How Best Evidence Recruits Its Surrogate Jurors
The quality of the sample of surrogate jurors is the most important determinant of reliability. Reliability refers to the likelihood that the same results will be found in subsequent samples (i.e., the actual jurors at trial). Random sampling of jury-eligible citizens from the venue is the only way to ensure the surrogate jurors are a representative sample. Failure to use a random sampling method invalidates the results and casts serious doubts on any conclusions that can be drawn. Random sampling is a prerequisite of scientific methodology and provides the basis for inferential analyses which are governed by the laws of probability. In jury research, the paramount goal is to gain insight into how the actual jury will evaluate your case. At trial, the actual jurors are drawn randomly from driver‘s license or voter registration databases (depending on the actual jury pool source for the court in the venue). The only way to reliably assess how an actual jury will perceive your case is to simulate the same method that the courts use—random sampling. If a research sample of adequate size is drawn randomly, then the scientific methodology and the laws of probability ensure the reliability of the research results.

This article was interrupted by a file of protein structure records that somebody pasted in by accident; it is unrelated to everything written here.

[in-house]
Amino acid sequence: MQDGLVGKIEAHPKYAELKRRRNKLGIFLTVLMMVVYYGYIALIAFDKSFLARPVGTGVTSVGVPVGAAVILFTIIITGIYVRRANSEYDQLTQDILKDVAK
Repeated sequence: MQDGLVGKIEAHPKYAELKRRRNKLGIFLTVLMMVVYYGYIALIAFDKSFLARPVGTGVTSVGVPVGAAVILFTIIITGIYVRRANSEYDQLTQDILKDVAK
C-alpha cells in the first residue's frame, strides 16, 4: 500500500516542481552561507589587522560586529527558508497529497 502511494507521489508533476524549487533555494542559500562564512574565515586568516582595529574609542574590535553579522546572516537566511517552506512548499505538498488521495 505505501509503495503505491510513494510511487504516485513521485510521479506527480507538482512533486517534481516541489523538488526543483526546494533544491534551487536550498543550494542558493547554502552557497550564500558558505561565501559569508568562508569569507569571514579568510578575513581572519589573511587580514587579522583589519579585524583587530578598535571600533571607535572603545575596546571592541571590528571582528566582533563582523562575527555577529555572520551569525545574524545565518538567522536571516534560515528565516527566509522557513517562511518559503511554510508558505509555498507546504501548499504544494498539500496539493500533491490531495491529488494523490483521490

Unfortunately, most research organizations fail to adhere to scientific methods such as random sampling, and consequently produce unreliable results. Common practice within the industry is to place a newspaper ad in the classified section, ask for referrals from other participants, or use temporary employment agencies. All of these methods fail to produce a scientifically reliable sample of jury-eligible citizens. The use of a classified ad for recruiting surrogate jurors limits the sample to those actively looking for jobs or wanting to change occupations. This sub-group is not representative of the entire population of jury-eligible citizens. Moreover, it is a sub-group that generally has characteristic differences from the larger population in values and beliefs regarding money; which are always relevant in civil litigation matters where the dispute involves monetary damages. It is easy and cheap for competitors to obtain a sample of unemployed surrogate jurors. However, such a sample is not representative of any venue, and moreover, unemployed jurors might not carry as much influence in guiding group decisions among gainfully employed jurors at the actual trial. Unfortunately, the effects these slipshod sampling methods have on outcomes can never be truly ascertained or offset; and consequently, the results of poor research methods can be misleading and corresponding conclusions can be erroneous.